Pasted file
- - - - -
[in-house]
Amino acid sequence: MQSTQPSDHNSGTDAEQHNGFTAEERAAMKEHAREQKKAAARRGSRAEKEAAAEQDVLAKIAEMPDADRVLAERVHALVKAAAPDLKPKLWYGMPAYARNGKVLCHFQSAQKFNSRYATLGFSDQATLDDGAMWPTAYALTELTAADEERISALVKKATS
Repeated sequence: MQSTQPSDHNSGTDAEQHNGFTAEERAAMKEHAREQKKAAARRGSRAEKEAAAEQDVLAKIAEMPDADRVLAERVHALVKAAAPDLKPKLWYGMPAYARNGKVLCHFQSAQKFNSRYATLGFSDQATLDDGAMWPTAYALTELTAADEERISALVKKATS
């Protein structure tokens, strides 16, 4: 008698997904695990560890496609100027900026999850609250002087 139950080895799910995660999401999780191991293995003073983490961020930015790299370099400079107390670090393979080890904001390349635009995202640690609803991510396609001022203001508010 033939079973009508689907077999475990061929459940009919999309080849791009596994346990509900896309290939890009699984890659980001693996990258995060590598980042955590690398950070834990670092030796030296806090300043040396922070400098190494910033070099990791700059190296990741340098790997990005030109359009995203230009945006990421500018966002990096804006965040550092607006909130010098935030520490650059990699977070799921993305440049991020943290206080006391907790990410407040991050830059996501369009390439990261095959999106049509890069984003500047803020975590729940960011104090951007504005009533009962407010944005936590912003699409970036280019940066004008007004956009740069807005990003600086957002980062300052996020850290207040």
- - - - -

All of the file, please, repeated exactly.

[in-house]
Amino acid sequence: MQSTQPSDHNSGTDAEQHNGFTAEERAAMKEHAREQKKAAARRGSRAEKEAAAEQDVLAKIAEMPDADRVLAERVHALVKAAAPDLKPKLWYGMPAYARNGKVLCHFQSAQKFNSRYATLGFSDQATLDDGAMWPTAYALTELTAADEERISALVKKATS
Repeated sequence: MQSTQPSDHNSGTDAEQHNGFTAEERAAMKEHAREQKKAAARRGSRAEKEAAAEQDVLAKIAEMPDADRVLAERVHALVKAAAPDLKPKLWYGMPAYARNGKVLCHFQSAQKFNSRYATLGFSDQATLDDGAMWPTAYALTELTAADEERISALVKKATS
């Protein structure tokens, strides 16, 4: 008698997904695990560890496609100027900026999850609250002087 139950080895799910995660999401999780191991293995003073983490961020930015790299370099400079107390670090393979080890904001390349635009995202640690609803991510396609001022203001508010 033939079973009508689907077999475990061929459940009919999309080849791009596994346990509900896309290939890009699984890659980001693996990258995060590598980042955590690398950070834990670092030796030296806090300043040396922070400098190494910033070099990791700059190296990741340098790997990005030109359009995203230009945006990421500018966002990096804006965040550092607006909130010098935030520490650059990699977070799921993305440049991020943290206080006391907790990410407040991050830059996501369009390439990261095959999106049509890069984003500047803020975590729940960011104090951007504005009533009962407010944005936590912003699409970036280019940066004008007004956009740069807005990003600086957002980062300052996020850290207040």